I agree with my colleague. I would suggest that you meet with an estate planning attorney. A Will may no longer be the best estate planning option for you. You should look into this with an attorney before deciding how to proceed. You also need durable power of attorney forms, at the very least.
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You post a couple of questions. First, what do you mean that the attorney in another state is deceased? Was the will drafted in another state? Or did you name the attorney in the other state to be your executor and you now wish to change the executor? And why do you need to change an address?
If you had the will drafted somewhere else and relocated to NC, then you need to have your will reviewed by an NC attorney to make sure its valid here. To be valid a will must be witnessed by 2 people who are not beneficiaries under the will. To be self-proving, the will must be notarized.
Any codicils to a will must be executed with the same formality as a will, i.e., it must be witnessed by 2 people who are not beneficiaries under the will. Notarization is again required to make the codicil self-proving. By self-proving I mean that if you died, the executor would not have to try to find the witnesses and call them in to court to state that yes, its your will. Witnesses die or become sick and its much easier to just have the testator and witnesses all sign at the same time in front of a notary so that your executor never needs to worry about this.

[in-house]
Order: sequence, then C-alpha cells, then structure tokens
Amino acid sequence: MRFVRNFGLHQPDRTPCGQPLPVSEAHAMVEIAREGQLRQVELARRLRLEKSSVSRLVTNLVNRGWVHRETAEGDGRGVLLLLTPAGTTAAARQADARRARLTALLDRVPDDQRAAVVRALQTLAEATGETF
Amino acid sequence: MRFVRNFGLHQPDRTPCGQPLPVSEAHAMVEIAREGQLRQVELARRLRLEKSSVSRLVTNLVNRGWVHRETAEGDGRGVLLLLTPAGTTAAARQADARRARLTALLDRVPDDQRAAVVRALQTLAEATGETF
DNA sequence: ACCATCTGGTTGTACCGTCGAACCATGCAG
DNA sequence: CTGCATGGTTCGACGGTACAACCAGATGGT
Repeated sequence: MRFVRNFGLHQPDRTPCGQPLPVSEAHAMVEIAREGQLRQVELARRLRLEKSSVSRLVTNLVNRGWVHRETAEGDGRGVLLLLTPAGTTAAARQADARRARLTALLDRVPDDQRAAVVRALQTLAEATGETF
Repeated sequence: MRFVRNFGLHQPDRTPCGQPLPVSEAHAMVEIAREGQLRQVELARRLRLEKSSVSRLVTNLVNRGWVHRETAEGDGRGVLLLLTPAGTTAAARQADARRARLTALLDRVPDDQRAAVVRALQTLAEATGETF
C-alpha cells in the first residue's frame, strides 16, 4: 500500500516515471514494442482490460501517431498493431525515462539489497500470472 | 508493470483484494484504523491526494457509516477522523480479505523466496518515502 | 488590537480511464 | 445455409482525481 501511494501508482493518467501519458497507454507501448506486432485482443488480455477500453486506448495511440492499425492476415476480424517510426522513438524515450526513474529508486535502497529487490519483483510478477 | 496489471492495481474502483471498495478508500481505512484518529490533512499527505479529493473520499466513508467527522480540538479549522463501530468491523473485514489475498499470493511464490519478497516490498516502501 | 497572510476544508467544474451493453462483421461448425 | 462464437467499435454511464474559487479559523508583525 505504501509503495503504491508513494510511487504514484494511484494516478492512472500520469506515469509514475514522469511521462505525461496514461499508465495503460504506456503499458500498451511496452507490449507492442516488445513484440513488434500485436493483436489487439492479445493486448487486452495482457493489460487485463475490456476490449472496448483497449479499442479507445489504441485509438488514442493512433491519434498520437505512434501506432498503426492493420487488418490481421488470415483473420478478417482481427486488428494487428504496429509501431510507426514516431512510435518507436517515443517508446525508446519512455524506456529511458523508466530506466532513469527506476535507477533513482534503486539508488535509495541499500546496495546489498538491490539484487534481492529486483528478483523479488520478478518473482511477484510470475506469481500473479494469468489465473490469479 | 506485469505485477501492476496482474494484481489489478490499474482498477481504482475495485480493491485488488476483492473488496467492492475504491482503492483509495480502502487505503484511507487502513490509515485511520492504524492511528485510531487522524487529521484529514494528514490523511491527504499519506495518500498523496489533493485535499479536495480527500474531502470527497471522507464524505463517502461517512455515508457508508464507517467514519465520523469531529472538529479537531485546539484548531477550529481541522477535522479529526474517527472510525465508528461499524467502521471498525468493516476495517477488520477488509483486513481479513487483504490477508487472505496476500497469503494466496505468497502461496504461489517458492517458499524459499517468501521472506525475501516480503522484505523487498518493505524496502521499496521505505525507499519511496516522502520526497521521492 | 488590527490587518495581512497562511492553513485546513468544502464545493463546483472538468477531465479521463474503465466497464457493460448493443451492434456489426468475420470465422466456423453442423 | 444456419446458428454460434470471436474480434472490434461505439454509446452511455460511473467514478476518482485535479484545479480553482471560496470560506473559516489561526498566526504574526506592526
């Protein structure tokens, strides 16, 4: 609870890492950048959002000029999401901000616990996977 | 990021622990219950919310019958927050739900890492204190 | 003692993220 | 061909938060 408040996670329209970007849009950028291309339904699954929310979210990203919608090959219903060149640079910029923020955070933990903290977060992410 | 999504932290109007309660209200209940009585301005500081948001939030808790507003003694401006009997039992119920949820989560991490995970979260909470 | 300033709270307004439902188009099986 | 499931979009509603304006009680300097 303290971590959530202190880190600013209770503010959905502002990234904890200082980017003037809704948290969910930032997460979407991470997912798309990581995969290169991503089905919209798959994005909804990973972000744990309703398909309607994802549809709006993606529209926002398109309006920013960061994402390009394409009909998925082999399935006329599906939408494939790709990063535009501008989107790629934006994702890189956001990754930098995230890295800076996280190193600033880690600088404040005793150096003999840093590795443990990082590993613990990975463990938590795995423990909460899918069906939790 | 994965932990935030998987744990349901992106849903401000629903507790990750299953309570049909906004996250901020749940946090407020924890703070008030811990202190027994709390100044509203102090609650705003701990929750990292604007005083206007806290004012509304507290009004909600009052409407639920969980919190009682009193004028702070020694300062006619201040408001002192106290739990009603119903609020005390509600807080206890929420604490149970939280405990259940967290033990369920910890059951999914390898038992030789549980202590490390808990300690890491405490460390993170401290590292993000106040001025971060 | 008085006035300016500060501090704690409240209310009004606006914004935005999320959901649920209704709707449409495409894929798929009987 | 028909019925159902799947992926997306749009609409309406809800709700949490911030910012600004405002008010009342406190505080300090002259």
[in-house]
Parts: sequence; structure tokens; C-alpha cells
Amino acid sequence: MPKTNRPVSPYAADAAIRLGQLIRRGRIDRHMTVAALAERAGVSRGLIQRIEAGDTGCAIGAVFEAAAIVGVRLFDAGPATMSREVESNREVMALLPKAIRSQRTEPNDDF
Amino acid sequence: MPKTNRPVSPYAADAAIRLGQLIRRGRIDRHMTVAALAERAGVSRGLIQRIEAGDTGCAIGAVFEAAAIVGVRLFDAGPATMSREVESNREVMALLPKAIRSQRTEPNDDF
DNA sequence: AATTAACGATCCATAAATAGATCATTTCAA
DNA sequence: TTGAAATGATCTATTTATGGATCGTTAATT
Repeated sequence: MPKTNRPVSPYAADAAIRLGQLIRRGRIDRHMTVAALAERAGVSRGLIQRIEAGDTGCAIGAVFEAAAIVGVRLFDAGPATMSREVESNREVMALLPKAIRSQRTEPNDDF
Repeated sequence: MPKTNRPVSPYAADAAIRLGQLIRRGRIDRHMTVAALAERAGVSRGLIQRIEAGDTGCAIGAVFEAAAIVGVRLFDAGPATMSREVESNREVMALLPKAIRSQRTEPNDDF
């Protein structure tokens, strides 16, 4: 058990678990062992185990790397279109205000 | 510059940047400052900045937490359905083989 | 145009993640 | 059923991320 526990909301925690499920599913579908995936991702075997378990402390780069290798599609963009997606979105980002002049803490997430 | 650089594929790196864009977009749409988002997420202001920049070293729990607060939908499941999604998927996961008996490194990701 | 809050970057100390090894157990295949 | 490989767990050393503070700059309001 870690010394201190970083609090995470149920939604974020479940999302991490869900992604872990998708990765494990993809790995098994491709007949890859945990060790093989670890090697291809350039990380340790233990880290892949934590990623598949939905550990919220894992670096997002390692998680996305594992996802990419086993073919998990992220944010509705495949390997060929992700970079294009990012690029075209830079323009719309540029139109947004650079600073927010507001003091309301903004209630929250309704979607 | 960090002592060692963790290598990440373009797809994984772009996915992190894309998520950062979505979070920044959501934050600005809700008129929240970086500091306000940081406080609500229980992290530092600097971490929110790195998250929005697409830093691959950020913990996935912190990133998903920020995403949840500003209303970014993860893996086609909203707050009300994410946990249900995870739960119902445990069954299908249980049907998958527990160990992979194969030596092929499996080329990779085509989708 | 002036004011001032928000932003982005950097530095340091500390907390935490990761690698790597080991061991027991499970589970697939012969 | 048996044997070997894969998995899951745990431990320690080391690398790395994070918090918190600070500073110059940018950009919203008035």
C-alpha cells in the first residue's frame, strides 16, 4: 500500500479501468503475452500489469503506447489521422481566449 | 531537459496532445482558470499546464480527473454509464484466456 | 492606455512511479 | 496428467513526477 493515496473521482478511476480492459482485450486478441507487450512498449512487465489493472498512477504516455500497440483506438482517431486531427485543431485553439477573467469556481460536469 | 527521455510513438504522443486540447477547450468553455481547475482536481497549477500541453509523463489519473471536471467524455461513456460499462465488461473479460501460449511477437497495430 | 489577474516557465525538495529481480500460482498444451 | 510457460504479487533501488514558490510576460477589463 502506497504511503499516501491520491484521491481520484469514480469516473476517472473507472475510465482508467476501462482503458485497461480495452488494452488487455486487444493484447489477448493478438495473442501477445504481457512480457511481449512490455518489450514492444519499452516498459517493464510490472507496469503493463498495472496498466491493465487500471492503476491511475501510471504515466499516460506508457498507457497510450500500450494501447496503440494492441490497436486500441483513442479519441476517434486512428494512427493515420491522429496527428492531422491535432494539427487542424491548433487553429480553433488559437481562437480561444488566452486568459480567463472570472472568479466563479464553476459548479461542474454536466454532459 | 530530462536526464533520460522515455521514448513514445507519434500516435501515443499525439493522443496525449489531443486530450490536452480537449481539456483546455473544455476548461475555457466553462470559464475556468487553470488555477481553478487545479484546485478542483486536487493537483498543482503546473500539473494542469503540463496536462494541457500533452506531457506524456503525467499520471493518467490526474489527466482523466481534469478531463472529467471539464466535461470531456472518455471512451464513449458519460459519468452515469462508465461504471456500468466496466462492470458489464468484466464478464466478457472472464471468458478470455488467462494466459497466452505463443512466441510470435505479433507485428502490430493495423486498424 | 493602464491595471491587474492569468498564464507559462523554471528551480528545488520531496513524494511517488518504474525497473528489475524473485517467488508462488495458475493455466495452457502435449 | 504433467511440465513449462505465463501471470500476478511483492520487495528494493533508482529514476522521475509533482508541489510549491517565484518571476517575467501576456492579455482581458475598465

You do not need an attorney - if you are just changing the name of an executor from executor A to executor B. However, it really helps to have an attorney involved in the process especially if you are making other changes to the will.
Wills are not all that expensive. You would not attempt to do brain surgery on yourself unless you were a medical doctor (and even then most doctors get other doctors)., right? Lawyers are trained to handle legal problems. Don't try to save yourself some money and end up leaving your loved ones a costly lawsuit instead of an inheritance.
Regarding your question about changing an address, it depends on how the will is written. If you lived at address A and left your real property at address A to a beneficiary, and you moved to NC and no longer own real property at address A, then any bequest is considered adeemed so you might need to change an address if you want the beneficiary to receive your current real property. But if your will reads that you leave any real property to a beneficiary, then you would already be covered and don't need to add this. But then, I don't know exactly what you are referring to without looking at the whole document and knowing what you are trying to do.
As I said, wills are more affordable than you think. I would rest easier knowing that you had it done right than you trying to do it yourself. I can look at your will and revise via codicil or do a new will for a reasonable fee. Please contact me at email@example.com if interested.
There are not laws that say only an attorney can draft or change provisions within a will. However, hiring an attorney will give you peace of mind that what needs to be done was done correctly. Oftentimes, the motive behind estate planning is to relieve or lessen probate and or other administrative burdens on those you leave behind. So it doesn't make sense not to hire counsel and run the risk of messing something up that your loved ones will have to fix down the road.